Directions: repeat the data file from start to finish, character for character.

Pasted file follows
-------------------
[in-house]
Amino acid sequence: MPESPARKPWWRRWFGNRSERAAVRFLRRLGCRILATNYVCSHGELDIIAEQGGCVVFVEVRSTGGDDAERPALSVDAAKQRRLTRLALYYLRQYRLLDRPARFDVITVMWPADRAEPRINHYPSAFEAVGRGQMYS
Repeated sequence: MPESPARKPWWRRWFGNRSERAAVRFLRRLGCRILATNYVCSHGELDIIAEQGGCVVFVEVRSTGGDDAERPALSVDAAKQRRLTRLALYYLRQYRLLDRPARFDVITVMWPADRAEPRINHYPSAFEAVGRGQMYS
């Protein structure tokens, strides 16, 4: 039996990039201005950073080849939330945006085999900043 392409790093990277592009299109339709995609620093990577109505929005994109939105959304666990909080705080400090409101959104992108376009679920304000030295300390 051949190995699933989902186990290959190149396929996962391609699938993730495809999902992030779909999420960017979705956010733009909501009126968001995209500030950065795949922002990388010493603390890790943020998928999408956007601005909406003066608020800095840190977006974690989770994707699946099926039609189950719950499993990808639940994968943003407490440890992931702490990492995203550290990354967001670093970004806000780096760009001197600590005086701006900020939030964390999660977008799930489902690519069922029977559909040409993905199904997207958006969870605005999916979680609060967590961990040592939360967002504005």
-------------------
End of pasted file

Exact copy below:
[in-house]
Amino acid sequence: MPESPARKPWWRRWFGNRSERAAVRFLRRLGCRILATNYVCSHGELDIIAEQGGCVVFVEVRSTGGDDAERPALSVDAAKQRRLTRLALYYLRQYRLLDRPARFDVITVMWPADRAEPRINHYPSAFEAVGRGQMYS
Repeated sequence: MPESPARKPWWRRWFGNRSERAAVRFLRRLGCRILATNYVCSHGELDIIAEQGGCVVFVEVRSTGGDDAERPALSVDAAKQRRLTRLALYYLRQYRLLDRPARFDVITVMWPADRAEPRINHYPSAFEAVGRGQMYS
């Protein structure tokens, strides 16, 4: 039996990039201005950073080849939330945006085999900043 392409790093990277592009299109339709995609620093990577109505929005994109939105959304666990909080705080400090409101959104992108376009679920304000030295300390 051949190995699933989902186990290959190149396929996962391609699938993730495809999902992030779909999420960017979705956010733009909501009126968001995209500030950065795949922002990388010493603390890790943020998928999408956007601005909406003066608020800095840190977006974690989770994707699946099926039609189950719950499993990808639940994968943003407490440890992931702490990492995203550290990354967001670093970004806000780096760009001197600590005086701006900020939030964390999660977008799930489902690519069922029977559909040409993905199904997207958006969870605005999916979680609060967590961990040592939360967002504005």